Fridays with Bud
November 20th, 2007
Bud at his drafting table. He added the words “less is more.”
Last night, while searching my files for notes from my landscape design coursework, I came across a favorite project from 2002. The project was to write and illustrate a report on a principle or element of design. I chose rhythm. I figured it would be a fun piece to share here on ShedStyle.com, but after looking through my folders, spiral-bound sketchbooks and flimsy tissues filled with drawings and concepts, I found myself reflecting on the individual who made my year studying landscape design such a powerful experience.
He was the late and legendary G. Bud Merrill, my design instructor at South Seattle Community College. Bud greatly influenced my aesthetic attitudes toward residential design. He was an un-arrogant design talent, generous with his craft and nurturing of anyone who was willing to work hard and be open to his guidance. He had a great wit and a passion that made him a fabulous teacher.
During the 2001-2002 school year, I had the privilege of spending three quarters with Bud and his wonderful “assistant,” daughter Ann Merrill Lantz, also a talented garden designer. Every Friday, all day, we would gather in the design lab. Each student had her/his own stool and drafting table. As we sat surrounded by the tools of the trade – a rainbow of Prismacolor markers, templates with tree and shrub shapes for plan drawings, oversized pieces of tissue and that trusty eraser, Bud’s words and wisdom filled our minds. He would lecture for an hour or so, and that was when the raw material of his design philosophy began to seep into our collective and individual psyches.
One of Bud’s mandates, well before most of the design world latched onto the buzzword “sustainable,” was to practice Environmentally Responsive Design. He shared many other “Budisms” with us during that year and luckily Ann collected them for us. I have listed many of them below.
After Bud’s morning lecture we worked on any number of drawing, drafting, rendering and design projects. Bud spent one quarter teaching us the rich and varied history of landscape design – a wonderful experience that has helped frame so much of my understanding of those talented and often unsung men and women of the 18th, 19th and 20th centuries.
There was something pretty wonderful about our Fridays with Bud. He seemed to relish the chance to share tales, plans and plant lists of specific projects he’d designed. (No question was too ridiculous to address, no plant unworthy of examination.) He told stories about the early days of Seattle’s landscape architecture scene, when he and others (the who’s who of landscape architecture) would drive up to the Cascades and collect — rootball and all — native conifers, broadleaf evergreen shrubs and swordferns to help populate Seattle’s emerging suburban landscapes. Clearly, that practice was eventually discouraged, but the idea – of drawing from the wild for a natural-looking garden setting – was carried through all of Bud’s work.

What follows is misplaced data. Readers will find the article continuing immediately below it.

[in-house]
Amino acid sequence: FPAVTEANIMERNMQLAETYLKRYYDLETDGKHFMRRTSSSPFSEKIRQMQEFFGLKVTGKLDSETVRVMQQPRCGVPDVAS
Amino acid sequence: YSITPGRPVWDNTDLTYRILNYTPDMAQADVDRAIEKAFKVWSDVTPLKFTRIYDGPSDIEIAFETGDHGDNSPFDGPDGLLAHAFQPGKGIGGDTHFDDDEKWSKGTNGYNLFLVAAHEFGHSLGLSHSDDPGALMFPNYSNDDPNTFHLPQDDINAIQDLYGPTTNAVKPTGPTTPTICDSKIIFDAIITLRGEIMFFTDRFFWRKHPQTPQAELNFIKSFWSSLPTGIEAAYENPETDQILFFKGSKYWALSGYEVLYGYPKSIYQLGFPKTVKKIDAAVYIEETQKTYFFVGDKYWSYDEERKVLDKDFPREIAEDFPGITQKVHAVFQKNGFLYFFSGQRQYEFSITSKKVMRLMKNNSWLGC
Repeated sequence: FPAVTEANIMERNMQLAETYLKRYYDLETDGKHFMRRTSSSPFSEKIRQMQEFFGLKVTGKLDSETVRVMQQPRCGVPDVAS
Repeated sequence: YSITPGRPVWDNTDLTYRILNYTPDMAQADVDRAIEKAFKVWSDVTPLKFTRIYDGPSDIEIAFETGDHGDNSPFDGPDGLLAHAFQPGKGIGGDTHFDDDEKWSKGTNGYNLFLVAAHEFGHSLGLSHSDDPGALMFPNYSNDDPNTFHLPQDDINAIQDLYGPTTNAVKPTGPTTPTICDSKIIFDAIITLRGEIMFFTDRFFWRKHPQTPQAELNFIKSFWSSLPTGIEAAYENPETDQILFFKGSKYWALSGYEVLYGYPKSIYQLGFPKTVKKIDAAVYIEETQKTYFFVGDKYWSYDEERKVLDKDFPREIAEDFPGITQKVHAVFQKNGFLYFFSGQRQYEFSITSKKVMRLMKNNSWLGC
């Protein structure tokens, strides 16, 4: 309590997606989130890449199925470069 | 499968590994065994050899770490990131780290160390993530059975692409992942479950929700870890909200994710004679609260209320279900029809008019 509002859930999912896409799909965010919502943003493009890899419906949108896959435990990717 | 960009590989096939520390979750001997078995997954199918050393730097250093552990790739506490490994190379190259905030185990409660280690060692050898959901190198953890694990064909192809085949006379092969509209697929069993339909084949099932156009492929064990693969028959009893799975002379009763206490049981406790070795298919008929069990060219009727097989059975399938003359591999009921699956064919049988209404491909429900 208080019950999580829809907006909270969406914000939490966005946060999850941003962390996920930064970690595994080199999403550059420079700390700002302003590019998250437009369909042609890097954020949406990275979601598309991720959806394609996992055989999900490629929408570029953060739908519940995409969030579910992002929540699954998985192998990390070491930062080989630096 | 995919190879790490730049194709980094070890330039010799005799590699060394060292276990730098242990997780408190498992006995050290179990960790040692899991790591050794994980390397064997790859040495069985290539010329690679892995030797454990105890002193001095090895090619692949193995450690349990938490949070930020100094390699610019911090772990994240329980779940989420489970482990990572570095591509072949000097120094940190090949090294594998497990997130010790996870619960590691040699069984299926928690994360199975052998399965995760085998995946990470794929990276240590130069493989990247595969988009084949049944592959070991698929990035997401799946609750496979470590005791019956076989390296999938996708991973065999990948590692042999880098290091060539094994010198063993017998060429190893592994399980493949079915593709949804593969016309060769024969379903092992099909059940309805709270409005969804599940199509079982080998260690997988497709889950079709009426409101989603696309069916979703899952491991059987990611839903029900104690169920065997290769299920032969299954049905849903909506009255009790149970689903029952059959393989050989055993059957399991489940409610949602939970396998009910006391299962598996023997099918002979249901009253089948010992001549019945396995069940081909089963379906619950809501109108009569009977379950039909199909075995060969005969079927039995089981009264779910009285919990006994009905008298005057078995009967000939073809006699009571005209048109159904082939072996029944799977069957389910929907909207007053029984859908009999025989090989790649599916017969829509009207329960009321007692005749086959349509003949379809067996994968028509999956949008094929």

At the end of the 2001-2002 school year, Bud retired. He wasn’t really ready to, I don’t think. But I’m sure the administration thought he was ancient. What a mistake. Bud was a true design influence – a visionary voice – and those of us who studied with him were enriched for having done so. At the end of the third quarter, Bud gave us a letter summarizing his thoughts about our progress. I’m so thankful that I saved the letter. Here are a few sentences that I really love:
“Unless we accept the responsibility and discipline that good design requires, we will fall short of our goals and those goals are to design landscapes that enrich the qualities of people’s lives with a respect to environmentally sensitive work.
“Remember to walk with nature. Design that which is practical and aesthetically pleasing. Simplicity with interest; stay away from overcomplication. Less is more! And by all means enjoy what you are doing.”
Clearly, I am not a professional garden designer. I find my satisfaction writing about and reporting on great design. But many of my fellow classmates from what was Bud’s last year of teaching Landscape Design I, II and III, have gone on to create beautiful residential gardens and enjoy success as professional landscape designers. They have done so by honoring Bud’s plea for environmentally and architecturally responsive designs. I hope to add some of their comments about studying with Bud in future days.
Bud died in September 2003, and I’ve just learned from his daughter Ann that work is nearing completion on a community garden in Indianola, Wash., that will be called the “Bud Merrill Pavilion,” in his honor. She writes: “He had originally designed it but in time the structure needed new posts and beams, surfacing enlarged and plantings replenished. The community has stepped forward in amazing ways and the North Kitsap Herald has been documenting the heartwarming progress (“Pavilion Project Nears Completion“). I can’t tell you what an absolute treasure this has been. It has been so fun remembering all that Dad stood for (Budisms) and incorporating that into the park.”
To wrap things up, here is a partial list of “Budisms.”
>Complex things are easy to do. Simplicity is the real challenge.
>One of the many paradoxes in designing the small garden is that one must think BOLDLY.
>A thing that is pleasing to look at is easy to use.
>The crux of what total design is all about is the realization that everything that surrounds us is interrelated.